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ONS Labour Market July 2023

Twelfth consecutive quarterly fall in vacancies

  • The number of job vacancies in April to June 2023 was 1,034,000- a decrease of 85,000 from January to March 2023.
  •  The largest falls in vacancies came from financial and insurance activities, and financial and insurance activities which decreased by 15.3% and 13.4% respectively. 
  •  Real estate activities and mining and quarrying saw strong quarterly growth in vacancies, with increases of 24.8% and 20.0% respectively. 
  • On an annual basis, total vacancies decreased by 265,000, with accommodation and food service activities experiencing the largest fall (46,000). 
  • The total number of vacancies remained 232,000 above pre-pandemic levels (January to March 2020).

Fall in retail employees 

  • Early payroll estimates for June show the number of payrolled employees rose by 439,000 employees compared to the previous year (up 1.5%). 
  • On the previous month, the number of payrolled employees increased by 9,000, or 0%. 
  • The largest yearly increase in payrolled employees continued to be driven by health and social work sector (a rise of 209,000 employees YoY), while the smallest was in the wholesale and retail sector (a fall of 47,000).

Inactivity decreasing

  • The unemployment rate for March to May 2023 is estimated at 4.0%, 0.2pp higher than the previous three-month period, and has increased to pre-pandemic levels. 
  • In the quarter, the number of people unemployed for up to twelve months increased, while those unemployed for over twelve months decreased. 
  • The economic inactivity rate decreased by 0.4pp on the quarter to 20.8% in March to May. Although declining, inactivity is 0.6pp above the pre-pandemic level.

Employment rate edges up

  • The employment rate for March to May rose 0.2pp in the quarter to 76.0% but is 0.6pp below pre-pandemic levels. 
  • The number of full-time employees decreased in the period but remains above pre-pandemic levels. The number of part-time employees also increased in the quarter, driving the increase the employment rate.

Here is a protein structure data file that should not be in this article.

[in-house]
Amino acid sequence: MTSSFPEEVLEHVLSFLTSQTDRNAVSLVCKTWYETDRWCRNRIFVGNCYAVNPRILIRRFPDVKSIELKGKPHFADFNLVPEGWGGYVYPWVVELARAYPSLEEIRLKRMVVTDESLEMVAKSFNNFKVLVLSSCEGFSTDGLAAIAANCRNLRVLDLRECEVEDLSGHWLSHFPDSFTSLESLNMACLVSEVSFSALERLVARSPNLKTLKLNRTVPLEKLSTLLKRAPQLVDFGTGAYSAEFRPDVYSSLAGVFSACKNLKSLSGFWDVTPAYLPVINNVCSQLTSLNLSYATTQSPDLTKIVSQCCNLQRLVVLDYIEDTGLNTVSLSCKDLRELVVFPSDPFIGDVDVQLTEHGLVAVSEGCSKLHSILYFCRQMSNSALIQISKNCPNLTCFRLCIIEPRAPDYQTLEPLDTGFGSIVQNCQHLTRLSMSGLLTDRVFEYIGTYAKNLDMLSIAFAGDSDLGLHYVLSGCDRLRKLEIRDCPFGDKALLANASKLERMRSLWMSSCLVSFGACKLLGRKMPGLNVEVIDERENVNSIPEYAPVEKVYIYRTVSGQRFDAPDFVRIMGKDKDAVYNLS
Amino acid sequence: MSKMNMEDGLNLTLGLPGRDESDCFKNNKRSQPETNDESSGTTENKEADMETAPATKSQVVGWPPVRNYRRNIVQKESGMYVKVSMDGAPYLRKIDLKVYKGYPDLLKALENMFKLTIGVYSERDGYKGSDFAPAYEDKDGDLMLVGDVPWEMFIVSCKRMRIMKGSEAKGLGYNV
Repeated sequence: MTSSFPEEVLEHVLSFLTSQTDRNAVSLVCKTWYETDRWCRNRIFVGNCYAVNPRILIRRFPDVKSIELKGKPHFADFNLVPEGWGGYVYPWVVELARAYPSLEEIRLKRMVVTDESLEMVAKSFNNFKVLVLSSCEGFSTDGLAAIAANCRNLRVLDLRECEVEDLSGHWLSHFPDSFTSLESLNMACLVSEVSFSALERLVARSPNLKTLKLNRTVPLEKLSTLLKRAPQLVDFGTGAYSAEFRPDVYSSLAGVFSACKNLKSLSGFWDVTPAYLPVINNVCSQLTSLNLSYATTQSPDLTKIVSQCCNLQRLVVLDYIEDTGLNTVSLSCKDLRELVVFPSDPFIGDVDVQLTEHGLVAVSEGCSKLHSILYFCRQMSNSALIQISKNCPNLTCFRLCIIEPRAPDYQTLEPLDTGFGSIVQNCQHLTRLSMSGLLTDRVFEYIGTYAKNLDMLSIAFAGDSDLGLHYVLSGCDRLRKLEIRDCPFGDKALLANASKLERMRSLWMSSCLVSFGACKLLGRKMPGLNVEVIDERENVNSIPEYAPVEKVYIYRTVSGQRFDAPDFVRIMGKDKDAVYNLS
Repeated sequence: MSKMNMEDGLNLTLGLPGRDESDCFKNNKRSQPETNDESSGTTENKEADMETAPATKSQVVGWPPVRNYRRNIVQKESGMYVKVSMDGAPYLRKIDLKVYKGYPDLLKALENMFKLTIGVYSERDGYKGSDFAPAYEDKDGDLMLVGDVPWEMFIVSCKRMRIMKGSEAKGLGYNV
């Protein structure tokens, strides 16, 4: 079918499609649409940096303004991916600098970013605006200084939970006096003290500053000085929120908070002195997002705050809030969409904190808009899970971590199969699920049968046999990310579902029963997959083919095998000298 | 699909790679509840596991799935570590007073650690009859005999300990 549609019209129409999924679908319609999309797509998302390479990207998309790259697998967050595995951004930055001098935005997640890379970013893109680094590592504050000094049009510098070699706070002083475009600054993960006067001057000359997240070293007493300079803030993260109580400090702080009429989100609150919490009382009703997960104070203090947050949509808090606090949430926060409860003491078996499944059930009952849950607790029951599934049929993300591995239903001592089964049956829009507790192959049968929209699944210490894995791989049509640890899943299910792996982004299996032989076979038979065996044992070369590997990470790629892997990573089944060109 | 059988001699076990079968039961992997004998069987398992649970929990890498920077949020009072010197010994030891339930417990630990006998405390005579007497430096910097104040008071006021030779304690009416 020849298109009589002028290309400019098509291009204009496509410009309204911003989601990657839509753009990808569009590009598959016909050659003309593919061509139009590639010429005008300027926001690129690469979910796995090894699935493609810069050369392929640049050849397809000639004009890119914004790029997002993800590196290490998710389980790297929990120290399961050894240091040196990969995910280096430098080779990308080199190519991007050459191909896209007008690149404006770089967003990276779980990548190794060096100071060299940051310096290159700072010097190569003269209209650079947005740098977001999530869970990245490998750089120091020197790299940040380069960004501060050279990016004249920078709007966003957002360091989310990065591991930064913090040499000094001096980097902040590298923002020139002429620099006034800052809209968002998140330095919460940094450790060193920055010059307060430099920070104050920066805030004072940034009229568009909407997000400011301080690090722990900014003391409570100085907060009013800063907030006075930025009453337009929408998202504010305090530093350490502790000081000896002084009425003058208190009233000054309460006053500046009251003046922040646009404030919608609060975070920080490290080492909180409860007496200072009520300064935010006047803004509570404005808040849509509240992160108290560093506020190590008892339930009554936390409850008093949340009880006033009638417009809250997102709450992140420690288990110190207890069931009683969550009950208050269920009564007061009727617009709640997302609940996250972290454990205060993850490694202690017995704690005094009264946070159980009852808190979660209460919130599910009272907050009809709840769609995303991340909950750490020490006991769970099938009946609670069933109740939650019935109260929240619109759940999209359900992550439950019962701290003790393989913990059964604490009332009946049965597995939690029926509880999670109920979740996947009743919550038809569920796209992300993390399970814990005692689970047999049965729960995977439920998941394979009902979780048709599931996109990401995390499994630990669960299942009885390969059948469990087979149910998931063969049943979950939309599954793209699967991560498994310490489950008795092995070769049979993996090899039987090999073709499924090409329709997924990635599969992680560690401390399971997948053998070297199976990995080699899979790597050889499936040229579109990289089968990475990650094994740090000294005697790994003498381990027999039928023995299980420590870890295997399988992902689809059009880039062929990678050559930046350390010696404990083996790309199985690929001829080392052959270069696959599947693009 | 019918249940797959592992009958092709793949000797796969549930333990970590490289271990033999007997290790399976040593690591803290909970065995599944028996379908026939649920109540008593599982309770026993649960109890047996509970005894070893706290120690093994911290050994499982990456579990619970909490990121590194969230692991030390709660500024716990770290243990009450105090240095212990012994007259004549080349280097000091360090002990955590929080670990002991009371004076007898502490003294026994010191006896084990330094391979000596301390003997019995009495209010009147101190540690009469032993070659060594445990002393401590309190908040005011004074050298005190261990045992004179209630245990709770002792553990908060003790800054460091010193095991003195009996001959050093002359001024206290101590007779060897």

• Full-time self-employed workers increased in the latest quarter, while part-time self-employed workers decreased.

Hours worked increases

  • Total actual weekly hours worked increased by 4.5 million hours on the quarter to 1.05 billion hours in March to May. 
  • This is 2.7 million hours above pre-pandemic levels (December 2019 to February 2020). The increase in March to May was driven by both men and women.

Real earnings decline

Both annual total and regular pay growth continued to lag inflation in the three months to May. 

  • In nominal terms, average regular pay (excluding bonuses) for employees in Great Britain was £607 per week before tax and other deductions from pay in May – up from £604 per week a year earlier. 
  • Average total pay (including bonuses) for employees in Great Britain was £651 per week before tax and other deductions from pay in May – up from £648 per week a year earlier. 
  • Regular pay rose by 7.3% and total pay by 6.9% in the three months to May compared to a year earlier. This remains the highest growth for regular pay seen outside the pandemic. 
  • Average regular pay growth in the private sector was 7.7% in the three months to May, while public sector pay rose by 5.8%.
  •  In real terms (adjusted for inflation), regular pay and total pay declined 0.8% and 1.2% YoY respectively in the three months to May.

Average weekly earnings annual growth rates in Great Britain, seasonally adjusted, January to March 2001 to March to May 2023

Source: ONS

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